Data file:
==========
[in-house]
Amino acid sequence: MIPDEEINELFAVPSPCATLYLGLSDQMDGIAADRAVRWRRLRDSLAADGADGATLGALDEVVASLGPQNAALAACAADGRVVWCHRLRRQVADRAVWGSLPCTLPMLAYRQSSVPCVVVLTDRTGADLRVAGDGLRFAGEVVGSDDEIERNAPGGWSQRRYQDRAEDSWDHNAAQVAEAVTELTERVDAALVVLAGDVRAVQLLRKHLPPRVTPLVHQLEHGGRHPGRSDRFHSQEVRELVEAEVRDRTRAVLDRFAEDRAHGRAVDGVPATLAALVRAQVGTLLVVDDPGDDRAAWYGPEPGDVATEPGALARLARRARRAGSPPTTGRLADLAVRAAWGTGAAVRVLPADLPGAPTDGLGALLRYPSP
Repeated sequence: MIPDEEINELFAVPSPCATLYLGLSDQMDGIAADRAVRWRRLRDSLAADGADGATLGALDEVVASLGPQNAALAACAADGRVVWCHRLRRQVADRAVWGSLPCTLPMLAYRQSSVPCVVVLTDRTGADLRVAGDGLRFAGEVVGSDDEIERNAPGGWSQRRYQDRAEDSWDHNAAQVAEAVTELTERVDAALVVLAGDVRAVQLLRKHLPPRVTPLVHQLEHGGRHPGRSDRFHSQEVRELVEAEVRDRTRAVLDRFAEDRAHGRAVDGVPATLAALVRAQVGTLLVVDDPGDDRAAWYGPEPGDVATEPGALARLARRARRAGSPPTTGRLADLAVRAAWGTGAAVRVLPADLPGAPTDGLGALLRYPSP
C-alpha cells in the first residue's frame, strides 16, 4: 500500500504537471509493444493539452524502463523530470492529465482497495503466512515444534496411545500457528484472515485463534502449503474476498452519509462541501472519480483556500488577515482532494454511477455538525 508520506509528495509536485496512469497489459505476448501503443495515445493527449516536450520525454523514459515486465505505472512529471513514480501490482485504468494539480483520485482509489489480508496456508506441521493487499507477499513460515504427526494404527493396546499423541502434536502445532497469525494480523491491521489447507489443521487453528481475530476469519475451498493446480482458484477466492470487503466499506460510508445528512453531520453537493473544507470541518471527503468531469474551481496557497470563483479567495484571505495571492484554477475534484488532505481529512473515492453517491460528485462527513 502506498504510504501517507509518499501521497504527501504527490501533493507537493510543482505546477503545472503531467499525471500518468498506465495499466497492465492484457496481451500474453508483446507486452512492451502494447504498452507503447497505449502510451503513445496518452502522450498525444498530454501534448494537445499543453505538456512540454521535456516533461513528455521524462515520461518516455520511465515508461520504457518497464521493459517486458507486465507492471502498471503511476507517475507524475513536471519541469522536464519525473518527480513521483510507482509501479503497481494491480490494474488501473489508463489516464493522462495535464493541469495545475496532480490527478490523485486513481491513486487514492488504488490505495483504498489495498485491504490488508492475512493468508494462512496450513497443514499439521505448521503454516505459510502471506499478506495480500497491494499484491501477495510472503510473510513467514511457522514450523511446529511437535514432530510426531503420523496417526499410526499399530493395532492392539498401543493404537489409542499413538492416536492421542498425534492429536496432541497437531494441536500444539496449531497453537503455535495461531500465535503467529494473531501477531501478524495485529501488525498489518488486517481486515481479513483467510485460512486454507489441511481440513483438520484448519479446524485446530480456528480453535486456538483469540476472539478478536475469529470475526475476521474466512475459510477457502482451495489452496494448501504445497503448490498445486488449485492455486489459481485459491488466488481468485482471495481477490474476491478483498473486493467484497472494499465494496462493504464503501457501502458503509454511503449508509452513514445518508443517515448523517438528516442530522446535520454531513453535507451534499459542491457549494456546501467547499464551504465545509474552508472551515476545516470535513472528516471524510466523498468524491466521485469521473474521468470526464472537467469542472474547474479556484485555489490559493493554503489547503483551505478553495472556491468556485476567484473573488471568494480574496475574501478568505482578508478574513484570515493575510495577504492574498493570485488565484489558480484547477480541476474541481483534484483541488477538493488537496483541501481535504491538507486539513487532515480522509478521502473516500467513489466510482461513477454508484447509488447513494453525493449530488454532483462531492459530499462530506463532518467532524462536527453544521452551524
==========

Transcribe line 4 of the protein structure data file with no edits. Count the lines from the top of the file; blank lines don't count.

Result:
C-alpha cells in the first residue's frame, strides 16, 4: 500500500504537471509493444493539452524502463523530470492529465482497495503466512515444534496411545500457528484472515485463534502449503474476498452519509462541501472519480483556500488577515482532494454511477455538525 508520506509528495509536485496512469497489459505476448501503443495515445493527449516536450520525454523514459515486465505505472512529471513514480501490482485504468494539480483520485482509489489480508496456508506441521493487499507477499513460515504427526494404527493396546499423541502434536502445532497469525494480523491491521489447507489443521487453528481475530476469519475451498493446480482458484477466492470487503466499506460510508445528512453531520453537493473544507470541518471527503468531469474551481496557497470563483479567495484571505495571492484554477475534484488532505481529512473515492453517491460528485462527513 502506498504510504501517507509518499501521497504527501504527490501533493507537493510543482505546477503545472503531467499525471500518468498506465495499466497492465492484457496481451500474453508483446507486452512492451502494447504498452507503447497505449502510451503513445496518452502522450498525444498530454501534448494537445499543453505538456512540454521535456516533461513528455521524462515520461518516455520511465515508461520504457518497464521493459517486458507486465507492471502498471503511476507517475507524475513536471519541469522536464519525473518527480513521483510507482509501479503497481494491480490494474488501473489508463489516464493522462495535464493541469495545475496532480490527478490523485486513481491513486487514492488504488490505495483504498489495498485491504490488508492475512493468508494462512496450513497443514499439521505448521503454516505459510502471506499478506495480500497491494499484491501477495510472503510473510513467514511457522514450523511446529511437535514432530510426531503420523496417526499410526499399530493395532492392539498401543493404537489409542499413538492416536492421542498425534492429536496432541497437531494441536500444539496449531497453537503455535495461531500465535503467529494473531501477531501478524495485529501488525498489518488486517481486515481479513483467510485460512486454507489441511481440513483438520484448519479446524485446530480456528480453535486456538483469540476472539478478536475469529470475526475476521474466512475459510477457502482451495489452496494448501504445497503448490498445486488449485492455486489459481485459491488466488481468485482471495481477490474476491478483498473486493467484497472494499465494496462493504464503501457501502458503509454511503449508509452513514445518508443517515448523517438528516442530522446535520454531513453535507451534499459542491457549494456546501467547499464551504465545509474552508472551515476545516470535513472528516471524510466523498468524491466521485469521473474521468470526464472537467469542472474547474479556484485555489490559493493554503489547503483551505478553495472556491468556485476567484473573488471568494480574496475574501478568505482578508478574513484570515493575510495577504492574498493570485488565484489558480484547477480541476474541481483534484483541488477538493488537496483541501481535504491538507486539513487532515480522509478521502473516500467513489466510482461513477454508484447509488447513494453525493449530488454532483462531492459530499462530506463532518467532524462536527453544521452551524